All five living American presidents past and present gathered in Dallas Thursday to celebrate one of their own at the dedication of the George W. Bush Presidential Center.
President Barack Obama joined former presidents Jimmy Carter, Bill Clinton and George H.W. Bush to fete the younger Bush at the dedication of the vast library and museum.
Clinton applauded the "vast and beautiful building" and jokingly called it the "latest, grandest example of the eternal struggle of former presidents to rewrite history."
For his part, the polarizing ex-president sounded confident that the museum would vindicate his embattled legacy.
"When future generations come to this library … they’re going to find out that we were true to our convictions," he said. "We liberated nations from dictatorship and freed people from AIDS."
He teared up briefly as he finished his speech, saying "I will always believe our nation's best days lie ahead."
Bush's father, George H.W. Bush spoke briefly, and received a standing ovation when he rose from his wheelchair to acknowledge the crowd.
For the younger Bush, 66, the ceremony also marked his unofficial return to the public eye more than four years after the end of his deeply polarizing presidency.
On the sprawling, nine-hectare university campus north of downtown Dallas housing his presidential library, museum and policy institute, Bush will be feted by his father, George H.W. Bush, and the two surviving Democratic former presidents, Bill Clinton and Jimmy Carter. President Barack Obama, fresh off a fundraiser for Democrats the night before, will also speak.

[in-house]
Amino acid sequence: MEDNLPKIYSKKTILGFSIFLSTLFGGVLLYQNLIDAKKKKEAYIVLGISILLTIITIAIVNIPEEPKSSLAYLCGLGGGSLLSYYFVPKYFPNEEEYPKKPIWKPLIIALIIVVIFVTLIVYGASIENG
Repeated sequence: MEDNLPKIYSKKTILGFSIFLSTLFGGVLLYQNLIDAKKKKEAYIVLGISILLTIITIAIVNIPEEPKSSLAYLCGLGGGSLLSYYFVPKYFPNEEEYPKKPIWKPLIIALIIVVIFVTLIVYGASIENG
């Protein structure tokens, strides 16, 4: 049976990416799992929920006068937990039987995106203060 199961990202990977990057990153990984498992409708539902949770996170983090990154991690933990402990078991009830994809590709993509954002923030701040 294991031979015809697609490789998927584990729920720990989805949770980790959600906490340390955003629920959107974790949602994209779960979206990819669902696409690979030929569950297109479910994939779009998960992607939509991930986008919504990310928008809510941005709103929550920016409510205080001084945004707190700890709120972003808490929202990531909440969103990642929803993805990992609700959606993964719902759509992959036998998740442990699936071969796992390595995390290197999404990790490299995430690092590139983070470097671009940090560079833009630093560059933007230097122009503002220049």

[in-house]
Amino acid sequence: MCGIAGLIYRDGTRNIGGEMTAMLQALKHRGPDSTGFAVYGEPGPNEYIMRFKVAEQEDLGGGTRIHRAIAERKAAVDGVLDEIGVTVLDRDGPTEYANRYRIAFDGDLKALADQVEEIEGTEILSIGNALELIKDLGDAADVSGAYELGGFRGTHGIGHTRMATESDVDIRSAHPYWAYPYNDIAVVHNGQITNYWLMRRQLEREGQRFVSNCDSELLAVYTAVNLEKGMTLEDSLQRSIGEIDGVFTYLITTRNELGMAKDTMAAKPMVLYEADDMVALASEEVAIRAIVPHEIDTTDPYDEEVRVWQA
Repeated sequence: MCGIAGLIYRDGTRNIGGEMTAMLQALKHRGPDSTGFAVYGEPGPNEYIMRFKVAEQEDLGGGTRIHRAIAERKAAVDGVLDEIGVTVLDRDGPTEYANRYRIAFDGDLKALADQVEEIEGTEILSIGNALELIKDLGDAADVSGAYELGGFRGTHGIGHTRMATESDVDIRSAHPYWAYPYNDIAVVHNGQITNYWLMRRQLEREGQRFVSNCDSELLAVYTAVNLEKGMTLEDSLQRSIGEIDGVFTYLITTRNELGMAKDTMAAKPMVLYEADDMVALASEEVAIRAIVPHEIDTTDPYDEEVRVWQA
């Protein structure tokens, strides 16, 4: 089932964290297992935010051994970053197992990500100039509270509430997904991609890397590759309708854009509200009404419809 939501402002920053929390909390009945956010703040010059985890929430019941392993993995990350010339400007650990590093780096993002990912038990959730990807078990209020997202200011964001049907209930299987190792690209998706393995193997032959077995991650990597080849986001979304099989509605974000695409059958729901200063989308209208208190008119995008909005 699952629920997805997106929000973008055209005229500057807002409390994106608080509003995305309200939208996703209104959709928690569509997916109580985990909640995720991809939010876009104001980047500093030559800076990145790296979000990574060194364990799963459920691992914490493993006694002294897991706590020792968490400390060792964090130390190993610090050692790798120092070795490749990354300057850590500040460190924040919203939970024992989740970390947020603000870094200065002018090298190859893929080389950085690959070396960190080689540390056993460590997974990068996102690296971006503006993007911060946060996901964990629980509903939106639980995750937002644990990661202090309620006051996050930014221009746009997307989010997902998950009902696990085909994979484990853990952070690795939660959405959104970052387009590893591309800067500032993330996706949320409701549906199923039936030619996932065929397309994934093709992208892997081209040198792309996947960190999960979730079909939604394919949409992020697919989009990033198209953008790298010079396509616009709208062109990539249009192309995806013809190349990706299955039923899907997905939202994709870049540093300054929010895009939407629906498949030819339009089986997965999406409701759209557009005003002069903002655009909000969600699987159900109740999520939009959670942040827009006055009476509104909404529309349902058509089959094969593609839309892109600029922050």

In a reminder of his duties as the current Oval Office inhabitant, Obama will travel to Waco in the afternoon for a memorial for victims of last week’s deadly fertilizer plant explosion.
Foreign dignitaries, including former British prime minister Tony Blair, former Israeli prime minister Ehud Olmert and former Italian prime minister Silvio Berlusconi were among the crowd of 10,000 who assembled to dedicate the center, where interactive exhibits invite scrutiny of Bush’s major choices as president, such as the financial bailout, the Iraq War and the international focus on HIV and AIDS.
On display is the bullhorn that Bush, near the start of his presidency, used to punctuate the chaos at Ground Zero three days after the Sept. 11 attacks. Addressing a crowd of rescue workers amid the ruins of the World Trade Center, Bush said: "I can hear you. The rest of the world hears you. And the people who knocked these buildings down will hear all of us soon."
"Memories are fading rapidly, and the profound impact of that attack is becoming dim with time," Bush told The Associated Press earlier this month. "We want to make sure people remember not only the lives lost and the courage shown, but the lesson that the human condition overseas matters to the national security of our country."
Bush’s library will feature the largest digital holdings of any of the 13 presidential libraries —including more than 70 million pages of paper records, 200 million emails and about 43,000 artifacts — under the auspices of the National Archives and Records Administration, officials said. Situated in a six-hectare urban park at Southern Methodist University, the centre includes 226,000 square feet of indoor space.
A full-scale replica of the Oval Office as it looked during Bush’s tenure sits on the campus, as does a piece of steel from the World Trade Center. In the museum, visitors can gaze at a container of chads — the remnants of the famous Florida punch card ballots that played a pivotal role in the contested 2000 election that sent Bush to Washington.
The former president's wife Laura Bush led the design committee, officials said, with a keen eye toward ensuring that her family’s Texas roots were conspicuously reflected. Architects used local materials, including Texas Cordova cream limestone and trees from the central part of the state, in its construction.